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Indonesia’s Ex-President in Court

December 12, 2001

JAKARTA, Indonesia (AP) _ Former President B.J. Habibie denied any wrongdoing after questioning by Indonesian prosecutors over a corruption case that could destroy the party that ruled this Southeast Asian nation for 33 years, news reports said Wednesday.

In comments broadcast on SCTV Television News, Habibie told reporters in Hamburg on Tuesday that he had not been aware of the misuse of $5.3 million from the state food distribution agency, Bulog, while he was president in 1999.

He said his Cabinet secretary, Akbar Tandjung _ who now heads the Golkar Party and is also parliamentary speaker _ was responsible for distributing the funds, which were intended for relief work.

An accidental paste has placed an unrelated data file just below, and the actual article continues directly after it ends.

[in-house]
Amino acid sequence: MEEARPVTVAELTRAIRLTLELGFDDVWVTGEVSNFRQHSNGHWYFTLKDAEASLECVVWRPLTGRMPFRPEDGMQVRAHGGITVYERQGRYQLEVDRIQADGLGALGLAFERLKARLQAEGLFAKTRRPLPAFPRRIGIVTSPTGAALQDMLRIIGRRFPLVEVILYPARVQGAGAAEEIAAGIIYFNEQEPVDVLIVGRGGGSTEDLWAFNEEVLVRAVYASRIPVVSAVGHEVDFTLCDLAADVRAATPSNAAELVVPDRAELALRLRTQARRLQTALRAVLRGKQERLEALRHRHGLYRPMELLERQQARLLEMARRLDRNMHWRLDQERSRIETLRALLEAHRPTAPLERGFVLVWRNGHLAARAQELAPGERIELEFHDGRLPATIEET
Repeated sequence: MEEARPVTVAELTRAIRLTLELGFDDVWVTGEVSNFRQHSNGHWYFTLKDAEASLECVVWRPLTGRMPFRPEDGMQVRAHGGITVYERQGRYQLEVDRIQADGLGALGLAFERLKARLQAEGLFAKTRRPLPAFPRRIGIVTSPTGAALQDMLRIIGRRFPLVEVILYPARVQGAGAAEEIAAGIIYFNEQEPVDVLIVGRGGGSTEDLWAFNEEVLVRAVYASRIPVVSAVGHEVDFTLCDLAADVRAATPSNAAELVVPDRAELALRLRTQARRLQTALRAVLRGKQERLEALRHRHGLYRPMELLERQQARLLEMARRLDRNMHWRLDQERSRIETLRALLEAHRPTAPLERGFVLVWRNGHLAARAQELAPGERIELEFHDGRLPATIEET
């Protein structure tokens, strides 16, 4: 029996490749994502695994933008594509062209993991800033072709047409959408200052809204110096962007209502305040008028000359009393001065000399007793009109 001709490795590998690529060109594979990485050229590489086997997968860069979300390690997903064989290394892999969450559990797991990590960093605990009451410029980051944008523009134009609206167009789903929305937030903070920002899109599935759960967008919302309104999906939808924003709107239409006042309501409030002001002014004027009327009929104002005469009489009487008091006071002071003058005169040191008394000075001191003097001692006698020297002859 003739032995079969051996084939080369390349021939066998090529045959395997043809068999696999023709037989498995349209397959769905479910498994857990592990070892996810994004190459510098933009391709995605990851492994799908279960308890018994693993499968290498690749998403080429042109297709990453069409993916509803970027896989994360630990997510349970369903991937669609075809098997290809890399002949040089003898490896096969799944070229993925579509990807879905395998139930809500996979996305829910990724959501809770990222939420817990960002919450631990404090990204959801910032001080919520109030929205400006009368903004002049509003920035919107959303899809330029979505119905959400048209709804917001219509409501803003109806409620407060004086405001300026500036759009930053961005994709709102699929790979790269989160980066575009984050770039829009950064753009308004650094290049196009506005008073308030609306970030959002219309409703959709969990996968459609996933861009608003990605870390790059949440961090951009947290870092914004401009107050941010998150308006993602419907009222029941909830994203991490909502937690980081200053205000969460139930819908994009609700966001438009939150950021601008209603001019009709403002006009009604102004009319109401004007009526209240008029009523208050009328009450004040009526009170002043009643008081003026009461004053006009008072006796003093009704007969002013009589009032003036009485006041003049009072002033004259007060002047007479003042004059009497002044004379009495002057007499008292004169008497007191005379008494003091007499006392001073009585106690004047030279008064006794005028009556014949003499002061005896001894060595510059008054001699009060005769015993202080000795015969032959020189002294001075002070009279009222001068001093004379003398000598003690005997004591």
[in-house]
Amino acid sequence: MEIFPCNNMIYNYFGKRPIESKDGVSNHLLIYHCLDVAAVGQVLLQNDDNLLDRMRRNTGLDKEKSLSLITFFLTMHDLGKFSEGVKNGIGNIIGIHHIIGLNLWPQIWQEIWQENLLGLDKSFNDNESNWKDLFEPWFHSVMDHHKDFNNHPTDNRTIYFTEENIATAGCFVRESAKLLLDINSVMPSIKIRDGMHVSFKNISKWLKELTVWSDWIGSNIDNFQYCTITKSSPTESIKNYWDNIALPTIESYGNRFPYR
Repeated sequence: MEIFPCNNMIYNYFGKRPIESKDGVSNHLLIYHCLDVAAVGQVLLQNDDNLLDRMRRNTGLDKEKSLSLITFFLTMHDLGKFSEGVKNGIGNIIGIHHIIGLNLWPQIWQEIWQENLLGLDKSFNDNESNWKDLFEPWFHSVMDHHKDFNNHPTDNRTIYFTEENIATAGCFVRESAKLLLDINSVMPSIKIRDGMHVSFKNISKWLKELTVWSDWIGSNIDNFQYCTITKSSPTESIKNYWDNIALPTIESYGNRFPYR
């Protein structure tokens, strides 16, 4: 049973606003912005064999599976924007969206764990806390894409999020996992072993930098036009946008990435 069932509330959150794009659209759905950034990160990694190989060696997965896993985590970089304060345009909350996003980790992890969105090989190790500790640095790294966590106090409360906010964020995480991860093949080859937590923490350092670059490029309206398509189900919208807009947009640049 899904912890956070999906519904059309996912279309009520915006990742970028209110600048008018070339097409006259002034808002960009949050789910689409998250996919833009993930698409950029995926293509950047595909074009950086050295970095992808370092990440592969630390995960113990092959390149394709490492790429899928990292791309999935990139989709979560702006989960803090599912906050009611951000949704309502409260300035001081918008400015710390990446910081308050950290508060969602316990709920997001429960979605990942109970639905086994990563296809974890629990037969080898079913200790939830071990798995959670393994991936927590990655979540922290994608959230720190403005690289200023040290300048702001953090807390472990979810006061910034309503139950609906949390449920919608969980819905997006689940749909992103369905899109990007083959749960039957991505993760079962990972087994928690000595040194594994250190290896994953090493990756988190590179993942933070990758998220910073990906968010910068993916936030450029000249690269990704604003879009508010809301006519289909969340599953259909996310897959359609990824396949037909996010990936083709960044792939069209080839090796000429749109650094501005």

Tandjung has been accused of diverting the funds to pay for Golkar’s 1999 election campaign. Golkar, once the political machine of former dictator Suharto, is Indonesia’s second-largest party and is a member of President Megawati Sukarnoputri’s ruling coalition.

Tandjung has denied the fraud allegations and claimed he passed the money to a humanitarian foundation. An investigation by state prosecutors found that the money did not reach its intended recipients.

On Monday, parliament moved a step closer to setting up a special commission to investigate the corruption allegations.

Analysts say that if Tandjung is found guilty, he could be expelled from parliament and the party disbanded for breaking election laws.

Since being voted out of office in 1999, Habibie has spent much of his time in Germany, where his wife is receiving medical treatment.

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